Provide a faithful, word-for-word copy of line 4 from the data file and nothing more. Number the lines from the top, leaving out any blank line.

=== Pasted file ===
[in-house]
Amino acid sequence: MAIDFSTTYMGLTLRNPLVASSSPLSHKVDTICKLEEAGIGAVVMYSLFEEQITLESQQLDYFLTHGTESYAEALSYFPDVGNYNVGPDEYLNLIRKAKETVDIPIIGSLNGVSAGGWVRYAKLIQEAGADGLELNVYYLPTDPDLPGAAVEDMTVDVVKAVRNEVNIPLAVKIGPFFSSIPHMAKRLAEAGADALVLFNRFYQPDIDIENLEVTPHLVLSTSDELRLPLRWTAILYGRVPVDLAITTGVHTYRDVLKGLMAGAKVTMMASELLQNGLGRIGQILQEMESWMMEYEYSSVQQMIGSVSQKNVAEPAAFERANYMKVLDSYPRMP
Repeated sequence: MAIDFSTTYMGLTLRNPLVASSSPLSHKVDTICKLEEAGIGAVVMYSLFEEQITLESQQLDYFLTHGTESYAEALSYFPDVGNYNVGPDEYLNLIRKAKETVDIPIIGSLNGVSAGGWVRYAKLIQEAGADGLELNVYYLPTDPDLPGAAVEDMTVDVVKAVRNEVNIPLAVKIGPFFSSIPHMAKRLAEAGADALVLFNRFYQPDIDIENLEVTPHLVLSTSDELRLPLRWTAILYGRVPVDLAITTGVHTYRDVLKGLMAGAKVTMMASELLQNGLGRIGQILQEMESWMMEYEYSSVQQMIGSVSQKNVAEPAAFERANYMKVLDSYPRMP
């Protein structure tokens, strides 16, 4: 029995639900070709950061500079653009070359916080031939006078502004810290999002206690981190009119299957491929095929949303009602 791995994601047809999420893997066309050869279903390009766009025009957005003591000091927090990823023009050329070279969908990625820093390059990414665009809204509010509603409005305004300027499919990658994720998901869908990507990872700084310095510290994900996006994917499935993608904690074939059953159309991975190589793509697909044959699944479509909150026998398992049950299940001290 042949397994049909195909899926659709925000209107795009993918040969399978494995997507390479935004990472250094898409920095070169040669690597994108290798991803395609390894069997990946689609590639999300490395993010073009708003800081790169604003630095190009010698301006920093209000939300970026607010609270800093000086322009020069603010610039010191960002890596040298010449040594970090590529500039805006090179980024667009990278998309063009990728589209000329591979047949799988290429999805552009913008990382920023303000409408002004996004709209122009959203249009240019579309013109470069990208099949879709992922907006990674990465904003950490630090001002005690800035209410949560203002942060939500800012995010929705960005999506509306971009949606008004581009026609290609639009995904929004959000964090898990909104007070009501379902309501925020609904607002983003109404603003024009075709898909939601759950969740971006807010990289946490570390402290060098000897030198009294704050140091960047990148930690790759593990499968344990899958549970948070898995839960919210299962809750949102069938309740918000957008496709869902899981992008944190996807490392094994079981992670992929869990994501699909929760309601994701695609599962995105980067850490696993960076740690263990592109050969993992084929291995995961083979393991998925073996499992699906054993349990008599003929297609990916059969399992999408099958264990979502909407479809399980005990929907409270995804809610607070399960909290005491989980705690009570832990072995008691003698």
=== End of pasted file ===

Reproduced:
């Protein structure tokens, strides 16, 4: 029995639900070709950061500079653009070359916080031939006078502004810290999002206690981190009119299957491929095929949303009602 791995994601047809999420893997066309050869279903390009766009025009957005003591000091927090990823023009050329070279969908990625820093390059990414665009809204509010509603409005305004300027499919990658994720998901869908990507990872700084310095510290994900996006994917499935993608904690074939059953159309991975190589793509697909044959699944479509909150026998398992049950299940001290 042949397994049909195909899926659709925000209107795009993918040969399978494995997507390479935004990472250094898409920095070169040669690597994108290798991803395609390894069997990946689609590639999300490395993010073009708003800081790169604003630095190009010698301006920093209000939300970026607010609270800093000086322009020069603010610039010191960002890596040298010449040594970090590529500039805006090179980024667009990278998309063009990728589209000329591979047949799988290429999805552009913008990382920023303000409408002004996004709209122009959203249009240019579309013109470069990208099949879709992922907006990674990465904003950490630090001002005690800035209410949560203002942060939500800012995010929705960005999506509306971009949606008004581009026609290609639009995904929004959000964090898990909104007070009501379902309501925020609904607002983003109404603003024009075709898909939601759950969740971006807010990289946490570390402290060098000897030198009294704050140091960047990148930690790759593990499968344990899958549970948070898995839960919210299962809750949102069938309740918000957008496709869902899981992008944190996807490392094994079981992670992929869990994501699909929760309601994701695609599962995105980067850490696993960076740690263990592109050969993992084929291995995961083979393991998925073996499992699906054993349990008599003929297609990916059969399992999408099958264990979502909407479809399980005990929907409270995804809610607070399960909290005491989980705690009570832990072995008691003698």